How can you champion women’s rights?
Canada in Barbados
April 20, 2018
Building on the success of their 2017 video competition, the High Commission of Canada to Barbados gave three young leaders the chance to “Be High Commissioner for a Day” on International Women’s Day
“It is 2018 and gender inequality needs to stop now, and the beginning to the end starts now.” – Tapinawashe Haukozi, winner of “Be a High Commissioner for the Day.”
Spotlight local champions
Tapinawashe Haukozi addresses High Commission staff at a Town Hall on gender equality.
Building on the success of their 2017 video competition, the High Commission of Canada to Barbados gave three young leaders the chance to “Be High Commissioner for a Day” on International Women’s Day. Each participant was asked to submit a 60 to 90 second video answering the question: “How can YOU champion Women’s Rights in the Caribbean?”
Eighteen year old Grenadian Tapinawashe Haukozi won the competition, while 18 year old Rol J Williams and 16 year old Sierra Hamblin were named runners up and tasked with the duties of Deputy High Commissioners for the day.
In her video submission, Haukozi called for investment in school programs that teach young men the value of women in society.
She intends to make the challenges women face, such as sexual harassment and domestic violence, more visible.
Haukozi also proposes the organization of marches and rallies to demand an end to femicide, domestic abuse and sexual violence.
Rol–J Williams, Runner Up, addresses High Commission staff at the Town Hall.
“Being involved in STEM brings about independence of thought and independence of being which I consider to be two of the hallmarks of women’s rights.” – Rol‑J Williams, Runner Up, “Be a High Commissioner for the Day.”
Rol-J Williams, who hails from St. Kitts and Nevis, wants to level the playing field between men and women.
Williams, who studies in the male-dominated field of Science, Technology, Engineering and Mathematics (STEM), wants to create a regional organization for youth interested in STEM, especially young women.
Sierra Hamblin, Runner Up
“For me to make a difference, I have to start small and create a ripple effect.” – Sierra Hamblin, Runner Up, “Be a High Commissioner for the Day.”
Sierra Hamblin has long admired influential gender rights activists like Ronelle King, the creator of the social movement #LifeinLeggings, who champions women’s rights in the Caribbean. Hamblin knows she needs to start small and create a ripple effect.
A product of her generation, Hamblin wants to use social media to spread her message through online forums and live streams on social media channels like Instagram, YouTube and Facebook.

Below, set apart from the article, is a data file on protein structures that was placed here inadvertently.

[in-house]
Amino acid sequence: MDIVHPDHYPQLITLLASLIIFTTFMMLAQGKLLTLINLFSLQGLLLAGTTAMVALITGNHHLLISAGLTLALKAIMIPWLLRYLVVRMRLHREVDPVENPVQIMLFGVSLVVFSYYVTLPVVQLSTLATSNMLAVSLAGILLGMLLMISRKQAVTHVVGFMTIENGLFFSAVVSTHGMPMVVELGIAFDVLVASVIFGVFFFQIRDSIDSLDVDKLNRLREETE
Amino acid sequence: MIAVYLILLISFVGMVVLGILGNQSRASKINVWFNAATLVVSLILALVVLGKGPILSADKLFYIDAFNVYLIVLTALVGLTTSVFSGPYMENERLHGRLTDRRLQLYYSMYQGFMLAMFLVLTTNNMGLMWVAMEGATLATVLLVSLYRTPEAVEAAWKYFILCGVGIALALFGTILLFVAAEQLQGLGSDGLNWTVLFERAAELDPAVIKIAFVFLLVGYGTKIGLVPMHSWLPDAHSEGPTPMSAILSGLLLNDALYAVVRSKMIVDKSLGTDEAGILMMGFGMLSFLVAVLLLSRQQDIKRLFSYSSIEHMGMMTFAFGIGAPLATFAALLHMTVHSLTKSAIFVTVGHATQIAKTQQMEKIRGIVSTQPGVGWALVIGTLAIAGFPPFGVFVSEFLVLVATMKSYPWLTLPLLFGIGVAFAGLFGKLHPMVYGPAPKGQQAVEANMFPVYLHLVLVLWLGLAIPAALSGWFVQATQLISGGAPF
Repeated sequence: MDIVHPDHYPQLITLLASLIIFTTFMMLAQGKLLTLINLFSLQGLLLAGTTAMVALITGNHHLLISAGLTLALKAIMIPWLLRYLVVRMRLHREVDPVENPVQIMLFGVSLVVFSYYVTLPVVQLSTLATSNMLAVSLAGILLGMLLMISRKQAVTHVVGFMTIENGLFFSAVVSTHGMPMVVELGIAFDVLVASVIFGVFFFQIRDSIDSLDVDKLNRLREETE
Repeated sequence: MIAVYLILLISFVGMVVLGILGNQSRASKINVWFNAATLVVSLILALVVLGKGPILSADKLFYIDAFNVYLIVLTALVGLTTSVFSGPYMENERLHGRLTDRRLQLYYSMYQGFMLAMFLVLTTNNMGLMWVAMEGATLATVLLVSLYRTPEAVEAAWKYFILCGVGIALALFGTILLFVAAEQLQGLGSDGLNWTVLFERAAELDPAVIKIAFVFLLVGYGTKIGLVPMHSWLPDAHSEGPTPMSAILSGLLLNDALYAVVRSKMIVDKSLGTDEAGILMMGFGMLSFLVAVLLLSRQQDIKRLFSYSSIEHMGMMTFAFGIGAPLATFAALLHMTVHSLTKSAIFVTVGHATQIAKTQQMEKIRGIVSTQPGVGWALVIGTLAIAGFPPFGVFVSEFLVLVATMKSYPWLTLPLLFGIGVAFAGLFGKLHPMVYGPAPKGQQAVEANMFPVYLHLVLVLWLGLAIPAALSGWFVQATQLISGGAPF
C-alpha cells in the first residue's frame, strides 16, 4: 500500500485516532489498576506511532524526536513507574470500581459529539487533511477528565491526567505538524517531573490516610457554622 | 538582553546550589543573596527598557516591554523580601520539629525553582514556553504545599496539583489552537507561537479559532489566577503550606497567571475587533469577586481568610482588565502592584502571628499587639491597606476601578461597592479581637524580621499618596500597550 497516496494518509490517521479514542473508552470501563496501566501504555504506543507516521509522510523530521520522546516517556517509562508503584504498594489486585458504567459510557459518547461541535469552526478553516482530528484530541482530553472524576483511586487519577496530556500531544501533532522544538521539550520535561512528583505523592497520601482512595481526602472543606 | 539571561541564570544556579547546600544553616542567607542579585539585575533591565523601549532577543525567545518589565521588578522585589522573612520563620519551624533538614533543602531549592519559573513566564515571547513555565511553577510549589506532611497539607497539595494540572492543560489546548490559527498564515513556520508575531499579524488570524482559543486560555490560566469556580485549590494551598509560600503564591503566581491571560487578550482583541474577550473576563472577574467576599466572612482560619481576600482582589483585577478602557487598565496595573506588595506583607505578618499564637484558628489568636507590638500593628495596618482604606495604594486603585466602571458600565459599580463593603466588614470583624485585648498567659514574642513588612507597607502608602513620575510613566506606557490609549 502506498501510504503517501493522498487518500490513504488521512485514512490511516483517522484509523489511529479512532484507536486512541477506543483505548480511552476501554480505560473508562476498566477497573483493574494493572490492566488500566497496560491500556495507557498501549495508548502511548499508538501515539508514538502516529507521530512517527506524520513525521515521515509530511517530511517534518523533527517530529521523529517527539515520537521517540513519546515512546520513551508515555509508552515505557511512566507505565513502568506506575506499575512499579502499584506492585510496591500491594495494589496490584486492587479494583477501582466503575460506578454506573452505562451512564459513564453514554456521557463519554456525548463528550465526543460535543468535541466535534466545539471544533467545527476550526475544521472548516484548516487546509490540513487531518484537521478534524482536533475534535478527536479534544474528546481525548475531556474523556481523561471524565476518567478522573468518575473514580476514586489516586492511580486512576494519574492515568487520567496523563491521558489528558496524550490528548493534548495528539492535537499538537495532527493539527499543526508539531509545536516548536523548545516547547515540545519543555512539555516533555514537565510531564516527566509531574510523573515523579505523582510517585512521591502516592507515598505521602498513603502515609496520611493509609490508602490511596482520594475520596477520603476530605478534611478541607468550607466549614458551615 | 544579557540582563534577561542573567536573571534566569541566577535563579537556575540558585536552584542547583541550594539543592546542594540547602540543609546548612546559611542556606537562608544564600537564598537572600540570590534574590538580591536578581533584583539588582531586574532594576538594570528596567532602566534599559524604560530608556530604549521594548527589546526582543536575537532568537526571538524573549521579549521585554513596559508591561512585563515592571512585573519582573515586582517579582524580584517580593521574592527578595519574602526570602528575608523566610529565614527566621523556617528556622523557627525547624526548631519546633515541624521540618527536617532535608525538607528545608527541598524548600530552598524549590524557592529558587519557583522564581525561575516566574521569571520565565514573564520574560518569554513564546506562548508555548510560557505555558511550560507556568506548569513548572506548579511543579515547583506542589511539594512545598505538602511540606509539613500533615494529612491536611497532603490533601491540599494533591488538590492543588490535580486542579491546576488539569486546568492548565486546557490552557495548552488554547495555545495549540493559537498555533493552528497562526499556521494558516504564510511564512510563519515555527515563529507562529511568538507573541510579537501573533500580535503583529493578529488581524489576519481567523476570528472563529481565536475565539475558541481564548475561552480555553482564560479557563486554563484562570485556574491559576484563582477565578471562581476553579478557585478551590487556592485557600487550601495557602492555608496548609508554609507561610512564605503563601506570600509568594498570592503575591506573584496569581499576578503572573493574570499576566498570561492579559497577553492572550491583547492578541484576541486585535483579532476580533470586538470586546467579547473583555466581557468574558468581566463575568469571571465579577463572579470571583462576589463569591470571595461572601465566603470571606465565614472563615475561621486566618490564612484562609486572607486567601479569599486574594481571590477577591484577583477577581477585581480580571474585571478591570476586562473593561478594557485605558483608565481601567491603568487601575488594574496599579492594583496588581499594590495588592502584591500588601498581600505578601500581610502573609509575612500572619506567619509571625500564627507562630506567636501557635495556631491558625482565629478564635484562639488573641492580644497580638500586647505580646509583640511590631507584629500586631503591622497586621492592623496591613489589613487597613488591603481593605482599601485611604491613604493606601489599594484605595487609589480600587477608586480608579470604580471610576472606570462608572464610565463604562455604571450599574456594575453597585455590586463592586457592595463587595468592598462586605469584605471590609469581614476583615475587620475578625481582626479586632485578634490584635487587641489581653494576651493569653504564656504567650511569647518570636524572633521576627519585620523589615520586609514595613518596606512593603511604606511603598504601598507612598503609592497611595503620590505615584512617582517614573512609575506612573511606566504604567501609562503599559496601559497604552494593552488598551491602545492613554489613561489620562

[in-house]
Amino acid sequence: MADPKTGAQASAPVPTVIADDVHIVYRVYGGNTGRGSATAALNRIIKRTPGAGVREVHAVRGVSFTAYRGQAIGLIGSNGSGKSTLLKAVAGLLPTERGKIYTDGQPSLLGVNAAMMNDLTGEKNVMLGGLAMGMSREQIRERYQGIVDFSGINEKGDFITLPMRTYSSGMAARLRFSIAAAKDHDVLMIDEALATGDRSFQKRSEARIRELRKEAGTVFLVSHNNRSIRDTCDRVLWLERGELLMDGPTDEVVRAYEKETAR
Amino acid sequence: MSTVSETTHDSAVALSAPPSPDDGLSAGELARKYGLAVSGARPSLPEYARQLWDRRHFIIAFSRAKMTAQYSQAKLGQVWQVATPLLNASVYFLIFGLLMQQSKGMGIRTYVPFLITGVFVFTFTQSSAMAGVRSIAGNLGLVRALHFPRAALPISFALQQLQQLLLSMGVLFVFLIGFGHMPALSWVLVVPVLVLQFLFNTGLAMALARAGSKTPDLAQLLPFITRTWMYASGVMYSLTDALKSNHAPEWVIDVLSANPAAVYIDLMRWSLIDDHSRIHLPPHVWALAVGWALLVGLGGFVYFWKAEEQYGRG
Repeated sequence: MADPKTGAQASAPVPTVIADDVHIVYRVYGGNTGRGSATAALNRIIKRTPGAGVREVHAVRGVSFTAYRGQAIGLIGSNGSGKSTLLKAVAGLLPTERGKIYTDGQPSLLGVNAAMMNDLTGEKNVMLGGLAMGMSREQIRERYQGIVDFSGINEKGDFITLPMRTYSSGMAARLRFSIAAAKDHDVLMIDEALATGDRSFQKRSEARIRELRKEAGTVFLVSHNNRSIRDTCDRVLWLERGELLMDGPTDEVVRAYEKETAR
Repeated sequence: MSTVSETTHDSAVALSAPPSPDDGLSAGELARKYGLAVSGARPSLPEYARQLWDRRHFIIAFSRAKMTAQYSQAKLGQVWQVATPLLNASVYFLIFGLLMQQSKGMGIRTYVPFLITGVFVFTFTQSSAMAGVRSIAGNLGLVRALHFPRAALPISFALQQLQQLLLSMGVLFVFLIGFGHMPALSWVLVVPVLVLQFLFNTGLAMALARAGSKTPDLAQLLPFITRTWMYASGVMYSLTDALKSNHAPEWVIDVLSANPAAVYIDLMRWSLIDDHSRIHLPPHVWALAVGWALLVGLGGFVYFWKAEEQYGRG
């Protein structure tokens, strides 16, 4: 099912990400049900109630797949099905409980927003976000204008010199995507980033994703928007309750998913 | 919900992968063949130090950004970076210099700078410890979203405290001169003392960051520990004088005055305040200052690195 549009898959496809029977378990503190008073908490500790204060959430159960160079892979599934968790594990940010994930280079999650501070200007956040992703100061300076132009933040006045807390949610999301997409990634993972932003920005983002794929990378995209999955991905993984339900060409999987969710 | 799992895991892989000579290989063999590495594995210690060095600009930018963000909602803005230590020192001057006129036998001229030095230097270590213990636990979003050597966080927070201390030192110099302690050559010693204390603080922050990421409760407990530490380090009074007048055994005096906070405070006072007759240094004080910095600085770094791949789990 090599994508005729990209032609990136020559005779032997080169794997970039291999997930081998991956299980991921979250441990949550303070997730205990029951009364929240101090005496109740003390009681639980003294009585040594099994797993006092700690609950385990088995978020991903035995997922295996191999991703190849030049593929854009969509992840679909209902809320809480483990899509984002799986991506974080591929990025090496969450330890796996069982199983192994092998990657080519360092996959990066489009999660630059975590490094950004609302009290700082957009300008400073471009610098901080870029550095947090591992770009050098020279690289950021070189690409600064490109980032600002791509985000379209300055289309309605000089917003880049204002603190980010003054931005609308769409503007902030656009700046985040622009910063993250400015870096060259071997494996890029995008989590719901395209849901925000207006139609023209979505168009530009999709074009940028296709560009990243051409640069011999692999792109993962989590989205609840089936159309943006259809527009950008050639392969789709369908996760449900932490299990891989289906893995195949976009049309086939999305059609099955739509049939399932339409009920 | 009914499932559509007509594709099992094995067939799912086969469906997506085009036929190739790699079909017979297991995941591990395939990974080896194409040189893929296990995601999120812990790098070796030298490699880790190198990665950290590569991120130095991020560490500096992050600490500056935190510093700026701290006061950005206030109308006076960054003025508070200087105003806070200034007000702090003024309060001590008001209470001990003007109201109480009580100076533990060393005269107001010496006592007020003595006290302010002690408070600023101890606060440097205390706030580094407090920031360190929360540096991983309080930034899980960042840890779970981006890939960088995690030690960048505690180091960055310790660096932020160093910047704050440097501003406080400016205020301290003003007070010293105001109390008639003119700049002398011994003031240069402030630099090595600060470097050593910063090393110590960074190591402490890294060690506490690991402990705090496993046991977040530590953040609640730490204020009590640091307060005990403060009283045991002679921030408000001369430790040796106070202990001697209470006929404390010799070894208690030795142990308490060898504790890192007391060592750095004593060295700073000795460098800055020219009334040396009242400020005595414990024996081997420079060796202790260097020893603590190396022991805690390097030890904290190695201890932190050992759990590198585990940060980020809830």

Hamblin is passionate about creating an environment where women and girls can discover their unique skills and talents. She founded a multicultural club at her school where 90% of the board members are female. She hopes to expand this program in schools throughout Barbados, and eventually across the Caribbean.
The winners were joined by members of Gender Champions and the Barbados Youth Parliamentarians.
On International Women’s Day 2018, the three winners spent a full day shadowing High Commissioner, Marie Legault. Together, they attended the Women in the World Symposium, which focused on women in business.
The winners also met with high-level politicians, participated in a Town Hall discussion with High Commission staff, and convened with a youth-led group known as Gender Champions.
Gender Champions have a successful partnership with the High Commission of Canada to advocate for gender equality and to eliminate gender-based violence in Barbados and the six countries of the eastern Caribbean. The group was also joined by the Barbados Youth Parliamentarians.
A formal dinner concluded the day’s activities, where Haukozi, Williams and Hamblin had the opportunity to connect with influential stakeholders like Peter Wickham, a leading political consultant, and Andrew Pilgrim, a prominent human rights lawyer. Ronelle King, creator of the #LifeinLeggings campaign against street harassment and sexual violence, was also present.
Working together, these young leaders will continue to combat gender-based violence and bring awareness to issues surrounding gender equality.
The High Commissioner and competition winners with influential community leaders.
Building on commitment
Rose-Mary Reynolds (left) and Christopher Brathwaite (right), 2017 winners.
This year’s initiative builds on previous work of the High Commission to spotlight young local champions for gender equality.
Rose-Mary Reynolds, a law student from Antigua and Barbuda, and Christopher Brathwaite, a passionate teen, both participated in the Commission’s first competition in 2017.
Reynolds, like Haukozi, acknowledged there is work to do in the region on domestic violence, sexual harassment in the workplace as well as the under-representation of women in leadership roles.
Both advocates continue to champion women’s rights in their communities.
Promoting change in the Caribbean
Canada envisions a world where women and girls are valued and empowered, have control over their own lives, fully participate as decision-makers in their homes and societies, and contribute to and benefit from development and prosperity.
The High Commission of Canada in Bridgetown continues to shine a spotlight on the youth creating positive change in their communities, and remains committed to advancing gender equality.
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